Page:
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Linking Art and MathematicsPosted on April 17, 2015 at 10:08pm by Gary Hoachlander

Meet Wyna Liu, a young mixed media sculptor and fabricator I met at the Museum of Arts and Design in New York City. She combines mathematics, digital fabrication techniques and “fussy hand finishing” to produce sculptures inspired by Platonic solids, Penrose tiling, two-dimensional geometry and three-dimensional space.

I was deeply inspired by Wyna’s art and her approach. How wonderful to hear her describe the connections that she makes between her work as an artist, a sculptor and the role of mathematics in constructing her work. Hers is a wonderful real world example of connecting art to core academics.

For example, Wyna described how Penrose Tiling enables her to use just two shapes to produce a sculpted pattern that is “aperiodic” and lacks “translational symmetry.” Employing Penrose tiling to sculpt these works requires Wyna to develop and follow a number of precise mathematical rules.

She introduced me to a wonderful book, Beautiful Geometry, by Eli Maor and Eugen Jost. It is a spectacular visual history of geometry that connects art and mathematics with clarity, depth, and passion. Whether you’re teaching mathematics, art, or simply interested in the interplay of these two domains, you’re sure to find this a valuable resource.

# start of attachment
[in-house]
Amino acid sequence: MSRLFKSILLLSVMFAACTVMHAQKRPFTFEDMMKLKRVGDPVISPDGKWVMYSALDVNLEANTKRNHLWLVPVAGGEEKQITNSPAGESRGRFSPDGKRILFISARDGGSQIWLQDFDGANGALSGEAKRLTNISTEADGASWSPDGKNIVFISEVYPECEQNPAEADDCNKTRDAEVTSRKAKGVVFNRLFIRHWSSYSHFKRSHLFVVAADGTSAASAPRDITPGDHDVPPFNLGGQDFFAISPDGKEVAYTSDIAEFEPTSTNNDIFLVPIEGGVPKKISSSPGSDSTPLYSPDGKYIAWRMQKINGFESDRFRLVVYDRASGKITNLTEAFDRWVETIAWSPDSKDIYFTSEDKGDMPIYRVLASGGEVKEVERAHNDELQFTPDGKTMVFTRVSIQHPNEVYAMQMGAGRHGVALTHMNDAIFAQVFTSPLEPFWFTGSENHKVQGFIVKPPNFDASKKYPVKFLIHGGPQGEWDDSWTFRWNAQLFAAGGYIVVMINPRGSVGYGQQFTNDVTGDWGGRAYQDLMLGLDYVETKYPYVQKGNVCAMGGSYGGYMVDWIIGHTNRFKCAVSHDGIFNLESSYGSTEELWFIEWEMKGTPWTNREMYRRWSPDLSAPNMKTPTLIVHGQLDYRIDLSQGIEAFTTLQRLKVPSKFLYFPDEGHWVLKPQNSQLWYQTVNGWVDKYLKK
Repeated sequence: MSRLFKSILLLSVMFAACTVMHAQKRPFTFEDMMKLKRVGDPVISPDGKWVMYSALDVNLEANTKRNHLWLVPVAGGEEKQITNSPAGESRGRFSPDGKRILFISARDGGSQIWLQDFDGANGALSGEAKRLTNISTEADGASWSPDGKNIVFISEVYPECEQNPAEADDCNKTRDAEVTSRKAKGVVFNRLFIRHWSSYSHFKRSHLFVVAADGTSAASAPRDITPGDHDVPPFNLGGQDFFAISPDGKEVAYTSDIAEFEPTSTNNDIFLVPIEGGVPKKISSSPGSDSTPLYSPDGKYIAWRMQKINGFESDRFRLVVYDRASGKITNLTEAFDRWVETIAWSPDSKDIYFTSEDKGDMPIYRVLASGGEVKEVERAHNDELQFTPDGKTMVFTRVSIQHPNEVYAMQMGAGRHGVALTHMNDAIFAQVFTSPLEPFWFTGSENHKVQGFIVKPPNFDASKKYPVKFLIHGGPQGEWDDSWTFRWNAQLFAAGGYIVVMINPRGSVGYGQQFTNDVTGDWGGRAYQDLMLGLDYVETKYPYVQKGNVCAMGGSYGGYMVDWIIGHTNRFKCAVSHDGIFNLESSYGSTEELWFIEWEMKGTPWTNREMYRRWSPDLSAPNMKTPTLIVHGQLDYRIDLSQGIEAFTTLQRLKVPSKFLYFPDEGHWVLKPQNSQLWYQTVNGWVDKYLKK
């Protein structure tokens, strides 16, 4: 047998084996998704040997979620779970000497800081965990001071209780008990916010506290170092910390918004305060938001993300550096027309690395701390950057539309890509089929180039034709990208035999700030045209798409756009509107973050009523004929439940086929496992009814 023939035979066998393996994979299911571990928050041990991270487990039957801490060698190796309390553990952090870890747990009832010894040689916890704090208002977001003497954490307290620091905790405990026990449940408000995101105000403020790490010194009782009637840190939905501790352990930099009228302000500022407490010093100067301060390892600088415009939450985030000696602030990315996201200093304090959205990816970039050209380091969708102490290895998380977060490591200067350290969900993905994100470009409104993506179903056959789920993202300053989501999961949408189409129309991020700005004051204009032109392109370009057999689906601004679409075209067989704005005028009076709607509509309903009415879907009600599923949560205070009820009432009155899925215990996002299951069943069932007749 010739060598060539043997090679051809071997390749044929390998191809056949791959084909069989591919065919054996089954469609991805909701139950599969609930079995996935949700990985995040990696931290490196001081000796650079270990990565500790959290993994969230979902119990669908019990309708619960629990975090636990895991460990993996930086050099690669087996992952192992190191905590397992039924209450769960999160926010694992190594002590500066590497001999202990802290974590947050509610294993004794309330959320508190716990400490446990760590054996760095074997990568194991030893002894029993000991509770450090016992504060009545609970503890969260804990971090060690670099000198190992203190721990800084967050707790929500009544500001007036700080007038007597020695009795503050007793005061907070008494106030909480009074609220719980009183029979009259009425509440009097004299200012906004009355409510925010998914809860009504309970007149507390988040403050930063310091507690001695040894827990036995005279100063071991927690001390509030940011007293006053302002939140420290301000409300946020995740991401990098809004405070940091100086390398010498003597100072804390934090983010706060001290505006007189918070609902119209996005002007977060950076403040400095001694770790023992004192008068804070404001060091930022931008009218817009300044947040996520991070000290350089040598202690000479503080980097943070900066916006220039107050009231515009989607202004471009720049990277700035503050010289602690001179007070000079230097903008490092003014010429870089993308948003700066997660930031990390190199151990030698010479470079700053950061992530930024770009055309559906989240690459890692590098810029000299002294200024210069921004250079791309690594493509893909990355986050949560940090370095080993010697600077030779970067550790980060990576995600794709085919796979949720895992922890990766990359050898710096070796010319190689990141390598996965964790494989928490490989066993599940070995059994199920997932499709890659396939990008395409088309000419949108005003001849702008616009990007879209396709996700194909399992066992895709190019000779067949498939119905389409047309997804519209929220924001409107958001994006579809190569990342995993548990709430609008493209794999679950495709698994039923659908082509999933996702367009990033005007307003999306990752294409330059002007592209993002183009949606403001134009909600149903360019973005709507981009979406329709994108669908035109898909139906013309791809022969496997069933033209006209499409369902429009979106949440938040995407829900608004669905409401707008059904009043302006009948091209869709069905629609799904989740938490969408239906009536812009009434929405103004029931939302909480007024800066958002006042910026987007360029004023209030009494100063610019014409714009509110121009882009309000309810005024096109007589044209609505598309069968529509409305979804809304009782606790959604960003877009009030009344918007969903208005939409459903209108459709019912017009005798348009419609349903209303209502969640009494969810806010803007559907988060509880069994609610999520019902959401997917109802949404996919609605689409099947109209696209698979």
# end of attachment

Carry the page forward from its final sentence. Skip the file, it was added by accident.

Wyna works with the Brooklyn College Community Partnership (http://thebccp.org/), a drop-in after school program for high school and middle school, where she manages the Maker Lab and teaches students to design for and use the laser cutter and 3D printers.  

Of course, I asked her about her high school experience with math and how that influenced her.

She said, "I grew up believing that math and art were almost at odds with each other, and I never felt in high school that geometry was in line with my interests.  How wrong I was! It was only much later that I realized the deep connections between these subjects and the ways math can be used to understand and express the natural world around us."

Wyna’s work is a wonderful testimony to the power of combining head, hand, and heart! Yet, like so many young people, Wyna has had to learn to make the connections between what she learned in school and the work she does, despite her education, rather than because of it. She has succeeded, but too many others do not. Linked Learning has the power to change that! See Wyna’s work at www.wynaliu.com.

 

Photos from Museum of Arts and Design, and Brooklyn College Community Partnership

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